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Removing the interview for medical school selection is associated with gender bias among enrolled students

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Selection processes for entry into medical school are continually under scrutiny, not only for predictive validity, but also for equity and fairness.13 The importance of equitable selection criteria that can identify candidates who will succeed academically and negotiate the transition into professional practice is widely acknowledged.3,4 Simultaneously, broadening the admissions base is an important part of social accountability, and selection processes at some schools include mechanisms to select students based on background, social status and personal qualities, as well as academic performance.5,6 Mechanisms employed to do this include quotas, personal statements, portfolios and interviews.1,4,7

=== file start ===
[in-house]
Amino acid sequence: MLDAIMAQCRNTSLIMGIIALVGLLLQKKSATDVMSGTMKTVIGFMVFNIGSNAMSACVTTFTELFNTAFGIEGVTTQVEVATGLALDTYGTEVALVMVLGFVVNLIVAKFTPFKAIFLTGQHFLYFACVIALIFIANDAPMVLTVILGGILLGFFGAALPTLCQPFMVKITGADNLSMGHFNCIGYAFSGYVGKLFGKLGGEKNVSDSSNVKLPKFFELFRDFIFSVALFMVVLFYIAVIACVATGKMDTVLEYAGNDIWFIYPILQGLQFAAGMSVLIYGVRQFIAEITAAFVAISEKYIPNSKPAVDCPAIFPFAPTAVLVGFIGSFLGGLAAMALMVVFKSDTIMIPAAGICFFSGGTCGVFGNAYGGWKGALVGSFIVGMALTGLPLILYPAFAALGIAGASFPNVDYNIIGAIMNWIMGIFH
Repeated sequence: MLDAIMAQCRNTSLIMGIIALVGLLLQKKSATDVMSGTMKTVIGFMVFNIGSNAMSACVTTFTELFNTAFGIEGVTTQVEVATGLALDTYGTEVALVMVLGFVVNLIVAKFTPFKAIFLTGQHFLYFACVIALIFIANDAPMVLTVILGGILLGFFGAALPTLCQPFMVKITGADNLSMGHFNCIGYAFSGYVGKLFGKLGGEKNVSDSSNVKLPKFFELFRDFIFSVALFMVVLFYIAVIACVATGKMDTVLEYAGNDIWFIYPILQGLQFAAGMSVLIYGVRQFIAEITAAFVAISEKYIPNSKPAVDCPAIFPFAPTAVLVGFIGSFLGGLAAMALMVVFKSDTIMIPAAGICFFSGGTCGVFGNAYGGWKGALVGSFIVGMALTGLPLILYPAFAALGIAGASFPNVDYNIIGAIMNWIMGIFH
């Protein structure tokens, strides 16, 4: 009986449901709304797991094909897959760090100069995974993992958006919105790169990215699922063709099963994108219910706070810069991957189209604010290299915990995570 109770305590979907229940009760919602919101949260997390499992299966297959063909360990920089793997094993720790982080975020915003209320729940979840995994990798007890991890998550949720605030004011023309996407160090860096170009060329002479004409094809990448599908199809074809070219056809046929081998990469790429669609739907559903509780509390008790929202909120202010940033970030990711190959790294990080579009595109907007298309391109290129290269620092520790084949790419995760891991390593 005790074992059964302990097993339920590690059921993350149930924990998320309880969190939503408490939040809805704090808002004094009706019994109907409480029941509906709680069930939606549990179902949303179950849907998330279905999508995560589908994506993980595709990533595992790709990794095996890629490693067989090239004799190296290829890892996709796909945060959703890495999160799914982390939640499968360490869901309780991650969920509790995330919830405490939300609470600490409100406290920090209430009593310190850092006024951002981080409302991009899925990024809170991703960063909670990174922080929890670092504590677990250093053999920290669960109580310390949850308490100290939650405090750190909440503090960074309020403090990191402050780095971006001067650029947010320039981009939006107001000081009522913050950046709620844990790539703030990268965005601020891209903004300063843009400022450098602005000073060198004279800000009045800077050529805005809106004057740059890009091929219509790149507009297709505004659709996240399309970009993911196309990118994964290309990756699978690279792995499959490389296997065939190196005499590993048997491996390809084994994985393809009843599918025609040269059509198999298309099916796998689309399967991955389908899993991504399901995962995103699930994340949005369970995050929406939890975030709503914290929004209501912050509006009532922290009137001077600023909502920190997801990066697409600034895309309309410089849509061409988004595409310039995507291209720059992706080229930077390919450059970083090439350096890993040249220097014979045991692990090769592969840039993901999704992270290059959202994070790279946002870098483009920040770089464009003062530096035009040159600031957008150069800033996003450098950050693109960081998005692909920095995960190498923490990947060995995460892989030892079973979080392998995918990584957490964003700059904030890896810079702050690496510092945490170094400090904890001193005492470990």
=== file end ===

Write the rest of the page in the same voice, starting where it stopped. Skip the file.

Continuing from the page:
Internationally, debate continues about who to admit to medical study, and how to admit them.3